Shoulder dystocia is a rare but serious condition that can occur during childbirth. It must be managed properly or the mother and baby are both at risk of injury and other complications.
This condition occurs when a baby’s head has been delivered, but one or both shoulders become stuck behind the mother’s pelvic bone. This can lead to difficult and prolonged labor, posing risks to both the mother and the baby.
Risks for the baby
Babies who have shoulder dystocia often suffer nerve damage because of the maneuvers necessary to deliver them safely. Brachial plexus injuries, fractures of the clavicle or humerus, and contusions can result from excessive force applied during delivery.
Shoulder dystocia can also lead to the baby receiving a low oxygen supply to the brain because of compression of the umbilical cord. This may cause neurological damage or even death. This type of injury is one of the primary reasons why immediate delivery becomes critical in this situation.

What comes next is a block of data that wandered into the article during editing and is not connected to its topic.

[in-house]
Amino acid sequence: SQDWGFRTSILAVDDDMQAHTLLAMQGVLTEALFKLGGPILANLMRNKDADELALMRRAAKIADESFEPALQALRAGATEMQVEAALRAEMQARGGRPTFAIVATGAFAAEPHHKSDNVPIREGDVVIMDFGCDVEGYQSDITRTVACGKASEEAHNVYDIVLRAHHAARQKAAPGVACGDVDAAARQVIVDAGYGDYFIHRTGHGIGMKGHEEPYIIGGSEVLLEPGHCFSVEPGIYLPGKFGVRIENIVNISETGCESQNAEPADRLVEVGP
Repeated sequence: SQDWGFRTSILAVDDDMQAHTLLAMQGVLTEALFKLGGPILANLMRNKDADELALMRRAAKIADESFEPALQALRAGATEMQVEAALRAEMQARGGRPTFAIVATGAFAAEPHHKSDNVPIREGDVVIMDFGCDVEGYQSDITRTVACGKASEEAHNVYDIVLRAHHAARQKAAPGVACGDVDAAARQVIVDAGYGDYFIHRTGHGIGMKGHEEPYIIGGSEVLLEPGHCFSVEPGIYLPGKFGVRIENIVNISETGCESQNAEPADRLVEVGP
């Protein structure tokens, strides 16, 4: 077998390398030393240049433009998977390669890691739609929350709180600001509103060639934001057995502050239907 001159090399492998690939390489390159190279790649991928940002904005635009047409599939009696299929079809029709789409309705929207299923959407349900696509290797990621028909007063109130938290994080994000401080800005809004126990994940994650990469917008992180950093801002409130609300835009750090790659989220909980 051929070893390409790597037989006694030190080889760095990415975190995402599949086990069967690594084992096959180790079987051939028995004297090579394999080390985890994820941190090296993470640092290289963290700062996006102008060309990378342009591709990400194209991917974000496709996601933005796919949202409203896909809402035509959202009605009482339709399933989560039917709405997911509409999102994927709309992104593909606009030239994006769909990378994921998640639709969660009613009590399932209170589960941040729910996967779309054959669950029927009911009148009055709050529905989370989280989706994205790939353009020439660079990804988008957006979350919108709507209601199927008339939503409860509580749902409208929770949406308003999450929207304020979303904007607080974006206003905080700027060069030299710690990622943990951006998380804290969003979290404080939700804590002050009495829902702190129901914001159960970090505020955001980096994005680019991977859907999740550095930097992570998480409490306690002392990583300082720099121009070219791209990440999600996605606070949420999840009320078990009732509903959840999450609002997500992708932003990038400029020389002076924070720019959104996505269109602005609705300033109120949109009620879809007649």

Risks for the mother
The mother can experience postpartum hemorrhage, which is excessive bleeding. This can lead to death if it’s not managed. Some women may need to have a blood transfusion because of massive blood loss. She may also need surgical repair of the vagina, cervix or perineum because of the trauma to those structures.
Prevention and Management
While shoulder dystocia can’t always be predicted, certain factors increase the risk, such as maternal obesity, diabetes or a history of shoulder dystocia in previous deliveries. If you’re at risk, your healthcare provider should discuss potential complications and management options with you.
During delivery, your medical team should be prepared to employ various techniques to resolve shoulder dystocia. In extreme cases, a cesarean section may be necessary.
If your child has suffered injuries due to improper management of shoulder dystocia or you’ve been injured, you may have grounds for a medical malpractice claim.